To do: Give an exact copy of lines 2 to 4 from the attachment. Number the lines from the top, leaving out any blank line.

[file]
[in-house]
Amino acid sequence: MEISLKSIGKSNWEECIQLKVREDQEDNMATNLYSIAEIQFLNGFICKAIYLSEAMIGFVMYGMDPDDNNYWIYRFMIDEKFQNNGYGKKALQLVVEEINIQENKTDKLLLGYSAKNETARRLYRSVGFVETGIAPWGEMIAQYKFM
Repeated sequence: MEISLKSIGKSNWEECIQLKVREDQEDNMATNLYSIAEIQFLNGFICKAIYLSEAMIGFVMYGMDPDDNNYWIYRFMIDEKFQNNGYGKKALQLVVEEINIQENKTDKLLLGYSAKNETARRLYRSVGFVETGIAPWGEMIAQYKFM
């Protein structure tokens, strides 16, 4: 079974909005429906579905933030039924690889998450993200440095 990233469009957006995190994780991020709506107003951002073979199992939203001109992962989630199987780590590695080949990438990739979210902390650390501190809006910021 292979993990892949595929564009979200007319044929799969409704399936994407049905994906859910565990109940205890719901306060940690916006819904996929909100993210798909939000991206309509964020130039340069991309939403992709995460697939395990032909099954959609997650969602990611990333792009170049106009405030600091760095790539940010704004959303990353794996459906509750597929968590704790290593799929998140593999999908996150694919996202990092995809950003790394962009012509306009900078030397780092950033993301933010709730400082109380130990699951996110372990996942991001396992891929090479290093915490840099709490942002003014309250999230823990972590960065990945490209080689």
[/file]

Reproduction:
Amino acid sequence: MEISLKSIGKSNWEECIQLKVREDQEDNMATNLYSIAEIQFLNGFICKAIYLSEAMIGFVMYGMDPDDNNYWIYRFMIDEKFQNNGYGKKALQLVVEEINIQENKTDKLLLGYSAKNETARRLYRSVGFVETGIAPWGEMIAQYKFM
Repeated sequence: MEISLKSIGKSNWEECIQLKVREDQEDNMATNLYSIAEIQFLNGFICKAIYLSEAMIGFVMYGMDPDDNNYWIYRFMIDEKFQNNGYGKKALQLVVEEINIQENKTDKLLLGYSAKNETARRLYRSVGFVETGIAPWGEMIAQYKFM
């Protein structure tokens, strides 16, 4: 079974909005429906579905933030039924690889998450993200440095 990233469009957006995190994780991020709506107003951002073979199992939203001109992962989630199987780590590695080949990438990739979210902390650390501190809006910021 292979993990892949595929564009979200007319044929799969409704399936994407049905994906859910565990109940205890719901306060940690916006819904996929909100993210798909939000991206309509964020130039340069991309939403992709995460697939395990032909099954959609997650969602990611990333792009170049106009405030600091760095790539940010704004959303990353794996459906509750597929968590704790290593799929998140593999999908996150694919996202990092995809950003790394962009012509306009900078030397780092950033993301933010709730400082109380130990699951996110372990996942991001396992891929090479290093915490840099709490942002003014309250999230823990972590960065990945490209080689």